Games are important in the classroom too. They can play a hugely important and effective part in a child’s education and have in-built advantages to many other educational materials. When we play games our senses are heightened and as a result:

  • We focus more
  • We are more alert
  • We try harder
  • We have fun

Of course a  game for school has to be more than just stimulating and good fun. It has to be educational.

A Language Olympics in the Classroom

So for learning languages you could, for instance, have a game which is about learning words and making sentences in order to score points and race your car to Paris or Madrid. This is essentially what KLOO is – a point scoring race! But the way you get there is by learning a language. Compete, race, overtake! First one to the capital wins.

As a games designer, I initially created KLOO to help make learning a language fast, easy and fun for my own children. Teachers who have taken the game into the classroom have been genuinely taken aback by the reaction of their children – much as I was by my own. That is the power of games working in the classroom

Take a look at our Amazon collection. Happy, enthusiastic kids learning a language fast from £12.99.

Click here to find out more about our MFL Games for the classroom 

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Don’t be fooled – speaking English is not enough

Education Landing Personal

The world wants to speak English – but don’t be fooled

I am off the the Frankfurt Book Fair on Tuesday to exhibit KLOO Language Games. Have you ever been to one of these international fairs? The Frankfurt Book Fair is huge – about 250,000 people will attend the show. That’s the population of Iceland walking around 11 colossal halls.

From a language point of view two things strike me. Firstly, the standard of English for whom English is not their first language is truly astonishing. Nationality after nationality turn up at my stand and converse in fantastic English: articulate, expressive and confident. Learning a language for many Europeans is natural and their ability to switch to English when I am present both impresses and, to some extent, embarrasses me in equal measure.

The second aspect is their hunger to learn English. We will be exhibiting our new “Race to London” game, which teaches people to speak English, and we anticipate a lot of interest in the rights to the game from lots of countries. Language acquisition is a rite of passage for many young Europeans.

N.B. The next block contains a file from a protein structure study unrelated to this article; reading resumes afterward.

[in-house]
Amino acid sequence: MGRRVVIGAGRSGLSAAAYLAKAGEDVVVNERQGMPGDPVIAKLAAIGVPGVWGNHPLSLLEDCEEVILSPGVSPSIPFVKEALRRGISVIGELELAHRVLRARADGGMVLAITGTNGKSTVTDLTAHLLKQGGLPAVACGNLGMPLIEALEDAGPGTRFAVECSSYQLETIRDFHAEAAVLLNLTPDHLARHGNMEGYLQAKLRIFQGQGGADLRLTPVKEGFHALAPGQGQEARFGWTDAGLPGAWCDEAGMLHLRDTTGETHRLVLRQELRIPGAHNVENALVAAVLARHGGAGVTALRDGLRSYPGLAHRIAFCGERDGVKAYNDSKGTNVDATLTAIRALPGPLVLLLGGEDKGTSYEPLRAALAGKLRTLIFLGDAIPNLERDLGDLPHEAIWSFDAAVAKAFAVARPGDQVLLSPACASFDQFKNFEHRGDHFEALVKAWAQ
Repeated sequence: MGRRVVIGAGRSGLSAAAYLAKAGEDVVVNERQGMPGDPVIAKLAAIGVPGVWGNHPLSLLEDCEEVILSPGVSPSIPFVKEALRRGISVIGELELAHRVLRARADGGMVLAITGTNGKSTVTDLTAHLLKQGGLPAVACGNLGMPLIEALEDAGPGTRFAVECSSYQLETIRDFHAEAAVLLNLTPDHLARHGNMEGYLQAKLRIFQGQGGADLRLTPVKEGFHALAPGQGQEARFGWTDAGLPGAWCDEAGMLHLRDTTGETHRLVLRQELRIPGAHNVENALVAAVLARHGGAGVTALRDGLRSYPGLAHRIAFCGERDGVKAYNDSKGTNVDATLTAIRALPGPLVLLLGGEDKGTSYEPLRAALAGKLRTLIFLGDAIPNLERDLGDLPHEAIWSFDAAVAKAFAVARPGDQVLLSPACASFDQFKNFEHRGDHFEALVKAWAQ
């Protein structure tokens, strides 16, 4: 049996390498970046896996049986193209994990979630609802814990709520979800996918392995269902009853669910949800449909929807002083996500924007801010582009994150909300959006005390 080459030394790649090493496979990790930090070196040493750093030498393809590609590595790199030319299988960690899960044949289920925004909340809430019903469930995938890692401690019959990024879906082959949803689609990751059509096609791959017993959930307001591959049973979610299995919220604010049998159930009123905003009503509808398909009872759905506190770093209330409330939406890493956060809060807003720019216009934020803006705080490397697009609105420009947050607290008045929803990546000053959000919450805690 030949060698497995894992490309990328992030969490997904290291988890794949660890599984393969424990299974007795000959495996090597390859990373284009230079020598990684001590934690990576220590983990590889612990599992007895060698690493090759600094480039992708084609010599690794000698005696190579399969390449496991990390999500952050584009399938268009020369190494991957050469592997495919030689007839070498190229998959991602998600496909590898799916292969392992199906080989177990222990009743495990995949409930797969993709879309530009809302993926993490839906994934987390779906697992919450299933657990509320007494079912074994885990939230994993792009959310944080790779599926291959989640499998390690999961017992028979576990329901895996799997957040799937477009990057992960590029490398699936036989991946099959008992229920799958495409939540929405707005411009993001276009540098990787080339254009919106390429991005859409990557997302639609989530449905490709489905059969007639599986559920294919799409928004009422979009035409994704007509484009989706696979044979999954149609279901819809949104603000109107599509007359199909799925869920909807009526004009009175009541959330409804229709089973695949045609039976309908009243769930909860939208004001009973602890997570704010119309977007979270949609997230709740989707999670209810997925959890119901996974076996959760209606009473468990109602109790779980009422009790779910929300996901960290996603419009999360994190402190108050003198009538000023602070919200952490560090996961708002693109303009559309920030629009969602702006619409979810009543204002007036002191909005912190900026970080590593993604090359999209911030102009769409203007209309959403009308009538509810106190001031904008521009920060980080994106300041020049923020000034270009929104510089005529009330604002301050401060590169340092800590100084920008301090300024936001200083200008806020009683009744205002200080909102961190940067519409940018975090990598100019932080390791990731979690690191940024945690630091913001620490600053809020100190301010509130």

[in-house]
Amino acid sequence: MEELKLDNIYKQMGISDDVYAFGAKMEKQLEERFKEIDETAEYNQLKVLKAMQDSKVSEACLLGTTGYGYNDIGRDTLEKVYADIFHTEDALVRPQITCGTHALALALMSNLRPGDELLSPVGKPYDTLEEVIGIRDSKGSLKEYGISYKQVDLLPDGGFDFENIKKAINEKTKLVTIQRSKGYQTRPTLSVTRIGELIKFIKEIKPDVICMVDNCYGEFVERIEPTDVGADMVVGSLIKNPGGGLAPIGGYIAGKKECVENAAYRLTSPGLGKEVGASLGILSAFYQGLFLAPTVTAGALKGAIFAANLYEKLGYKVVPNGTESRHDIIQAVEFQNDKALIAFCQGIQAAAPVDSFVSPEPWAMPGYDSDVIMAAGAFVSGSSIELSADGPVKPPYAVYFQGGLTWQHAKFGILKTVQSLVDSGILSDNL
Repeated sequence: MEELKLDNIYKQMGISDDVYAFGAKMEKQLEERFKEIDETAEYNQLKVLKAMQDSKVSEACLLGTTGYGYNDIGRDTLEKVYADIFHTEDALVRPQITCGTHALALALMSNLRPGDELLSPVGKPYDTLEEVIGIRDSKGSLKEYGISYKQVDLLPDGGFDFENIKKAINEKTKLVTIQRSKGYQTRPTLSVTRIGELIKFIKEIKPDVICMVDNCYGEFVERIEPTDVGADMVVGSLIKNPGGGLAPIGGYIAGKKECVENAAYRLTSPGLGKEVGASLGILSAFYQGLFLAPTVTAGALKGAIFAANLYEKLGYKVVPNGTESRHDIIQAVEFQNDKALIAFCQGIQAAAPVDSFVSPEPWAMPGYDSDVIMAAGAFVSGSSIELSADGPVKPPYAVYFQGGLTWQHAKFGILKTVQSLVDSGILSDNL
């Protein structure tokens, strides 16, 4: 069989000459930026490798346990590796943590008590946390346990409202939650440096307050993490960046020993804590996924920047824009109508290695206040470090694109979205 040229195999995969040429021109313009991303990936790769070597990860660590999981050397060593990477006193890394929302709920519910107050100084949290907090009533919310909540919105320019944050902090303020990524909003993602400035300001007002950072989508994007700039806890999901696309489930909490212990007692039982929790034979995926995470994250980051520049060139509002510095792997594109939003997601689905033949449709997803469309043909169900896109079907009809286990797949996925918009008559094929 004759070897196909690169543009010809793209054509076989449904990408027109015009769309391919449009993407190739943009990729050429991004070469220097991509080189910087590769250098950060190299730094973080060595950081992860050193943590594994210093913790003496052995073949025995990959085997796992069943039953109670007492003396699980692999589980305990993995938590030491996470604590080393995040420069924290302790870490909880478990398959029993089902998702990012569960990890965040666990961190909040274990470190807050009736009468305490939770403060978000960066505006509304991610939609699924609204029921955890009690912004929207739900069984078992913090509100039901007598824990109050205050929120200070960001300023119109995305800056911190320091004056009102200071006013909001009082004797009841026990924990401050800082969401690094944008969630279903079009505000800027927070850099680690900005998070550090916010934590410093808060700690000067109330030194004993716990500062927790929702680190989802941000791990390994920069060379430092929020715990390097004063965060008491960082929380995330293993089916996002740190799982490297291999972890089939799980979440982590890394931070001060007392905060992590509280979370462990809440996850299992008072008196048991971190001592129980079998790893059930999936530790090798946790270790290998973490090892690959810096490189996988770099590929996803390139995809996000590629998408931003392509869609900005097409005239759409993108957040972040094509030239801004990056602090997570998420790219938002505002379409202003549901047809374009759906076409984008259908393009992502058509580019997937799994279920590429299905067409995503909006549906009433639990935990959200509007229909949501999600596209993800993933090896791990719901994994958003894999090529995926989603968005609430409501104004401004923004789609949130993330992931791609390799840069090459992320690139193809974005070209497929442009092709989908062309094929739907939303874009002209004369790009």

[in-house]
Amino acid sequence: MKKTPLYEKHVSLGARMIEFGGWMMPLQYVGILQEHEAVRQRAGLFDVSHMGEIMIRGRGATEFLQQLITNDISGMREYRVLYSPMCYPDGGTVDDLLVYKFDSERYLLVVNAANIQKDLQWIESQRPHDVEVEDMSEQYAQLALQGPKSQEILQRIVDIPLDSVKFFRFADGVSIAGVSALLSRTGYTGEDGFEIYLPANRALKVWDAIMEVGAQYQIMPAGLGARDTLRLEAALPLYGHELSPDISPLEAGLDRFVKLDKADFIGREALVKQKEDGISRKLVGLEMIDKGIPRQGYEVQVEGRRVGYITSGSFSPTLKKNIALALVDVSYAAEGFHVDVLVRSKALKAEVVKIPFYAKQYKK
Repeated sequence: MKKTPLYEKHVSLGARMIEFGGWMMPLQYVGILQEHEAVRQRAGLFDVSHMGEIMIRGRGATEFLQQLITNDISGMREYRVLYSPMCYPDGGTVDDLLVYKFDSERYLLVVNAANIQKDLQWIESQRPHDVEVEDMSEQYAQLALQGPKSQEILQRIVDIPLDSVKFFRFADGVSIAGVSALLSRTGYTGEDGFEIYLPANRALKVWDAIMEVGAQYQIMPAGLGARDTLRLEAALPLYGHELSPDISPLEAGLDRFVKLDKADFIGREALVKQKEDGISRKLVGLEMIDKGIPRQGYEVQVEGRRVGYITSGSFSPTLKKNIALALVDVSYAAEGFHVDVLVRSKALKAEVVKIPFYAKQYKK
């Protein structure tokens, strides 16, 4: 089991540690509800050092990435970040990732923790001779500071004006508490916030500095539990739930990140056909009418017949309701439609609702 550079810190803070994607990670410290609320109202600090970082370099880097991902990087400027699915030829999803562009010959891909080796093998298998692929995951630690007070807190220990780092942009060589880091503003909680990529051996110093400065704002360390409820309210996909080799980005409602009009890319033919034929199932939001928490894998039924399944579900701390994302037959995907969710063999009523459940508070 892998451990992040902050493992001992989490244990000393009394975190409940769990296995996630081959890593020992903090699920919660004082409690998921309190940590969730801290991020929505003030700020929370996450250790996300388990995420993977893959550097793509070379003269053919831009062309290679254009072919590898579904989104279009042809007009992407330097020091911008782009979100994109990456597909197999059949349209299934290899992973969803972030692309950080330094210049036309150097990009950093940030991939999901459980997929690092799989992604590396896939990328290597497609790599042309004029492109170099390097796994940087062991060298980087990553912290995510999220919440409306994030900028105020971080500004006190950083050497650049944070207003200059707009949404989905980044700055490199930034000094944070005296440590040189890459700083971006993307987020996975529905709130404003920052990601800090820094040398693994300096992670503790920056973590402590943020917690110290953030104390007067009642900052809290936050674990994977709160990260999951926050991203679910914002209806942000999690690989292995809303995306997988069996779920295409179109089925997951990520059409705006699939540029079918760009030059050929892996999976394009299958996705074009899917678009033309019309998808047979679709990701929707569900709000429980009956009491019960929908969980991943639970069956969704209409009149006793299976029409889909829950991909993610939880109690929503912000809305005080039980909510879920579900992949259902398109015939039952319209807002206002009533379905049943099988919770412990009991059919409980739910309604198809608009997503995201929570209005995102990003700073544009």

English speakers beware

Unfortunately, many mono-lingual English speakers draw the wrong conclusion from the keenness of others to learn their language. They mistakenly believe that as they already know English, there is no value in learning another language.

From almost every perspective this is wrong: from being a citizen of the world to understanding other cultures; from mental health benefits to enjoying better holidays; languages have immense value to those that learn them.

OK these are “soft benefits” and I can almost hear people saying – “that’s nice but how does it affect my wallet?”

How about this?

Having a language is good for business and your career

Did you know that those who speak languages have better career prospects and can expect to be paid better? This year the CBI stated that more than a third of British businesses hire people for their language skills, but that they are increasingly forced to recruit from overseas to meet demand. Think about it – two candidates who are equal in every way – except one is bilingual. Who would you choose?

In the meantime a Personnel Today report showed that the average wage for language graduates is higher than other graduates in areas such as Maths, Physics, Chemistry and Engineering after as little as 3 years. Added to that a recent poll of 500 companies, conducted for CILT, the National Centre for Languages, revealed that one in four said the ability to speak a second language would give a candidate the edge when applying for a job.

The jobs market is competitive and if you want an edge – get a language!

Spanish and French Language Games

If you want to learn Spanish or French then have a look at KLOO MFL Games available at or on Amazon. Winner of 6 major awards and embraced by teachers and also families. Our games embed important language learning principles that enable learners to make sentences within seconds and use Discovery Learning to build vocabulary. As a result, learning French, Spanish or indeed English becomes fast, easy and fun.

Take a look at why building vocabulary with KLOO games is almost effortless:


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The MFL Classroom of the future


Cutting edge technology for a chat?